Word of the day: “astonish” – to amaze, to stun with wonder by means of something unexpected or unaccountable. Probably from the Anglo-Norman French verb “estoner”, to stun, itself in turn from the Latin “tonare”, to thunder. To be astonished is, at root, to be thunderstruck.
I’ve been gifted with some moments of astonishment this week.
This morning, an eagle flew over my head.
(I know, I could stop this post there!)
Leaving work on Wednesday and simply sitting in the car at the junction, waiting to turn, then suddenly a swallow, the first one, the first swallow of the year.
Goldfinches have discovered my garden and each day I am treated to them, flashes of red, of yellow, of deepest most astonishing wonder.
The days are so much longer now, so there’s time before work for some photographs. There are dewdrops hanging on daisies.
There are daffodils basking in the sun.
The sun has shone all weekend. The air temperature is cool and the air is so fresh, you find yourself gulping it up like a drug. In this kind of light at this time of year the highlands go all blue and green and that too is like a drug, you just stand there gawping, drinking it up, all that wonder, so green, so blue.
Clear skies and a nearly full moon and the loch is shimmering with it at night. I don’t know how to write this, how to photograph it, how to tell you, know only how to stand on the doorstep and notice, to stand and drink up the wonder.
It’s a cool, damp kind of day here and I spent a happy morning just watching the waves on the shore, and feeling my feet sink softly into the wet sand.
It’s been one of those weekends really, less demanding than the sunny sort but warm enough that you can walk and photo-wander, I mean wonder, and see how the earth moves you.
The last few weeks I’ve been trying to get back into a haiku writing habit. It’s absurdly hard, I still can’t really fathom how such a short and simple form can be so breathtakingly beautiful to read and so unendingly hard to write. Nevertheless, I’ve been scribbling away in notebooks in the quest for words and fragments, for the breath of a moment, and even though I don’t yet have small-poems the act of writing has made the act of walking different, a lot more vivid, more intense.
Meanwhile, it’s the start of the flower season. Although I don’t currently have the best kind of camera for flower photography there’s nothing to beat the watch and click and wonder of lying down on the soft earth and trying to take a portrait of a flower.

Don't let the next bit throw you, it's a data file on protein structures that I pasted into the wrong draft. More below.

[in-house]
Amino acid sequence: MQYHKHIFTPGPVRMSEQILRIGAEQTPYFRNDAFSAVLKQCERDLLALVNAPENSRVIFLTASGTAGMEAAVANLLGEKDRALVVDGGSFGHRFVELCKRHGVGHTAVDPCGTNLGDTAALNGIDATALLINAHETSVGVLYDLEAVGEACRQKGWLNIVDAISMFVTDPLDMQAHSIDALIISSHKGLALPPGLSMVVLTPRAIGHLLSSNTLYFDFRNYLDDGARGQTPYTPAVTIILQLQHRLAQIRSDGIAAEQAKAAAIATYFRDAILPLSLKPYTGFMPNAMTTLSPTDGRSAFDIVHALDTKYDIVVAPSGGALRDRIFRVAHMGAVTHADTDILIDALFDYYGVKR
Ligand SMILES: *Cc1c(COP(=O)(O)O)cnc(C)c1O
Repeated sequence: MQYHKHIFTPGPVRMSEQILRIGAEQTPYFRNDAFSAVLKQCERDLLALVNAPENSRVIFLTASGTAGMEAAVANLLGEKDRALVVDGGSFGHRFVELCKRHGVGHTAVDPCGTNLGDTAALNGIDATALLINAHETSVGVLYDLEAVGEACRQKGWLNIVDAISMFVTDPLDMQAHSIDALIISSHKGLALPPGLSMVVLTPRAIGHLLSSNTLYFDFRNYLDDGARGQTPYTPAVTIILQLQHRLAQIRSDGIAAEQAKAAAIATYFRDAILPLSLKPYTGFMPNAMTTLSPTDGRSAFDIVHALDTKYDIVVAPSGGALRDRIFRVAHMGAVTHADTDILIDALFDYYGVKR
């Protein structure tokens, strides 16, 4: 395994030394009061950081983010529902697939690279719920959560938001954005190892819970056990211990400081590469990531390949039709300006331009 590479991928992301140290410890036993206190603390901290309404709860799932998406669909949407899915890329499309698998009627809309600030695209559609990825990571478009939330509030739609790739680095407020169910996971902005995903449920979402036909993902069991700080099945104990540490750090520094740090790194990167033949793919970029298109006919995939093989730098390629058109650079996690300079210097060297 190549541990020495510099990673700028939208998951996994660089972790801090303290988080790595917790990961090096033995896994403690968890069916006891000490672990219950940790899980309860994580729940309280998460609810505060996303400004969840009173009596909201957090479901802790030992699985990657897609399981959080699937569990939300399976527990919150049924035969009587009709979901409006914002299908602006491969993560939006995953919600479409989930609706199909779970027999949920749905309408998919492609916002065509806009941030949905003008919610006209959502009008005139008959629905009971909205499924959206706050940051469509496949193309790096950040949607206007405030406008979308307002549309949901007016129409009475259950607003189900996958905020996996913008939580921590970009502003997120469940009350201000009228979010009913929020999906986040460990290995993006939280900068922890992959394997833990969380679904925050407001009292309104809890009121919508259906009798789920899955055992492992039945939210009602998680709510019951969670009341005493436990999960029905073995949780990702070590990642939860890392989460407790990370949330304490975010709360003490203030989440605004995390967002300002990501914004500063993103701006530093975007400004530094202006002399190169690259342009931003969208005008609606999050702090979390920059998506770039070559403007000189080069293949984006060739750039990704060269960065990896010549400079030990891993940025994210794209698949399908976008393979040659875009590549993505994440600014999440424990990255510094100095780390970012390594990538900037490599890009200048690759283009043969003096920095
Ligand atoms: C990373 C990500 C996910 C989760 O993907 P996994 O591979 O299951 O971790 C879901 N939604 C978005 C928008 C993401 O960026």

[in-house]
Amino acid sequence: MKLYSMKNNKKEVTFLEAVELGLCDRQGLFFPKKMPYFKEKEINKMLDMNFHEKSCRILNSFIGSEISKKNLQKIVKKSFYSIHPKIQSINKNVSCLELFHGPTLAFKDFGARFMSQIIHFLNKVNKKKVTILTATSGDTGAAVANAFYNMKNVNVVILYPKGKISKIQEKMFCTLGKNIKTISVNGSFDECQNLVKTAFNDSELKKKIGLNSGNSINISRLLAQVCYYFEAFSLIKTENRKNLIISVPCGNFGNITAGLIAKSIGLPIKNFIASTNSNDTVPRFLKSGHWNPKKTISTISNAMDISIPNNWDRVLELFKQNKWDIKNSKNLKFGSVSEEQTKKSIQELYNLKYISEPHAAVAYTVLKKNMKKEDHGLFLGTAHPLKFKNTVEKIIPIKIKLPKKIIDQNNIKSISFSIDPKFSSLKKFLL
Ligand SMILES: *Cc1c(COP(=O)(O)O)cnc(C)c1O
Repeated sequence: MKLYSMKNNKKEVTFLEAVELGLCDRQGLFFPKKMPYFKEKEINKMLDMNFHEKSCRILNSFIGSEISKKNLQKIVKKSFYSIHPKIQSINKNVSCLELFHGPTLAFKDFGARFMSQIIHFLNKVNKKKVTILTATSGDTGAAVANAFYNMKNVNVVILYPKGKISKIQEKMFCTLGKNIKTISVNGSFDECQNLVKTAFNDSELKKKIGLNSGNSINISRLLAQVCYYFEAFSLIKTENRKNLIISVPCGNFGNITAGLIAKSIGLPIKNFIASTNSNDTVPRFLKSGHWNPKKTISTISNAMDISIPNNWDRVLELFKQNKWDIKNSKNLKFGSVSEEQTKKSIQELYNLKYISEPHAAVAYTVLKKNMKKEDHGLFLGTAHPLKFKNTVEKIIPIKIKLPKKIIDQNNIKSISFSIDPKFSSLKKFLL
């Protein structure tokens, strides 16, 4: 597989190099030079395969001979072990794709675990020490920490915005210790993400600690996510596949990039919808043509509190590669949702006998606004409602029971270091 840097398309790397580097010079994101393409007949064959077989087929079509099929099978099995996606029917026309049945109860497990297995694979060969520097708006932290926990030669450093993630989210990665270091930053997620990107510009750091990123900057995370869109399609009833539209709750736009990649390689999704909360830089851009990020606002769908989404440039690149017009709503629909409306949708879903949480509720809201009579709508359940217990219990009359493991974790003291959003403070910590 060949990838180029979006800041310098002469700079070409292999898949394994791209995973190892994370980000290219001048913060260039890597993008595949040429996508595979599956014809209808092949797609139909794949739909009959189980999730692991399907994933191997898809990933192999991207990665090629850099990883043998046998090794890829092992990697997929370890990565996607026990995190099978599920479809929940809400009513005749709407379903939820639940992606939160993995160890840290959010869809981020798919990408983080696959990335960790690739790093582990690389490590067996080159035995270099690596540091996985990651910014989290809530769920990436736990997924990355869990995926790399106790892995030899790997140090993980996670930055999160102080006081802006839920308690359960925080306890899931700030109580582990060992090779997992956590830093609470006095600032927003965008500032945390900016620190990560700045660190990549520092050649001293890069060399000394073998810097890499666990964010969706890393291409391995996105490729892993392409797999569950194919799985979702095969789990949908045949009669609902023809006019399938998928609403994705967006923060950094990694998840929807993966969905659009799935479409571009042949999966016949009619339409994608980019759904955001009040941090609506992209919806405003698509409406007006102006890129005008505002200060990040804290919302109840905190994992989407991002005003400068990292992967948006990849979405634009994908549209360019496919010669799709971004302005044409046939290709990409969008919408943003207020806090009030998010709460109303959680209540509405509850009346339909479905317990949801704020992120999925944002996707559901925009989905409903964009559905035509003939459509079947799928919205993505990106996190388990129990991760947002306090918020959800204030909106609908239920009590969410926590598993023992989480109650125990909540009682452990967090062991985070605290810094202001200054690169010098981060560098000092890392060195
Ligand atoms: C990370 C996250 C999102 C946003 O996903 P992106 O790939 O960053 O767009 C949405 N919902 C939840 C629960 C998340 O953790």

Here’s a pink tipped daisy, and the reminder that yes,
the earth laughs in flowers
Thanks for the good wishes in the recovery from my cold. I am feeling better, though still a bit unsure quite what I want to do with this blog. For the time being, I’m going to keep on keeping going, and see how things pan out.
It’s hard to beat going to an island from another island – layer upon layer of end points and start points, liminal eddges, and ferry boats. With our weather continuing to be outrageously gorgeous, here are a few photos from the most recent expedition to North Uist, Benbecula and Berneray (Harris).
(I’m afraid the combination of the sunshine and the remnants of a head cold are rendering me unable to think of more interesting things to say… hopefully the photos are cheery in the meantime.)
Your day off falls on the day before the rain returns, the last of the glorious sunshine weather.
Your planned expedition comes in the hours before that demon, the common cold, starts tickling in your throat, before you’re rendered dozing and thick headed (without the brains to think about blogging).
Sometimes walks are just the right length and you start at just the right time, so you’re at a perfect spot when it’s time for a picnic, with a spectacular view, and out of the wind.
Sometimes days are full of light and sunshine and new born lambs jumping in delight beside the walls of an old church, with skylarks singing in the breeze.
Here are some photos from my most recent one of those times.
The weather here this week has been stunning – cold, sunny, with the clearest quality of light.
Stepping out to scrape the ice from my car on Monday morning, the sun was streaming into the garden, warm enough you’d want nothing but to stand and turn your face to it, the ground white beneath your feet.
The longer days are offering sunsets, and I am learning new places to (safely) stop.
(With thanks to John Maher for the inspiration to try the bus stop shot.)
Wednesday evening, coming home after work with my head full of papers and files and the paraphernalia of office life, there are goldfinches at the feeder, the first time since we’ve been here. The birds are rotating, as if in a dance, greenfinches, goldfinches, a thrush, then again, the greenfinches then the goldfinches, and their colour takes my breath away, they fill my heart with wonder, and I can’t stop watching them, how everything in a moment can be so much lighter.
Just lying on the couch and being happy.
Only humming a little, the quiet sound in the head.
Trouble is busy elsewhere at the moment, it has
so much to do in the world.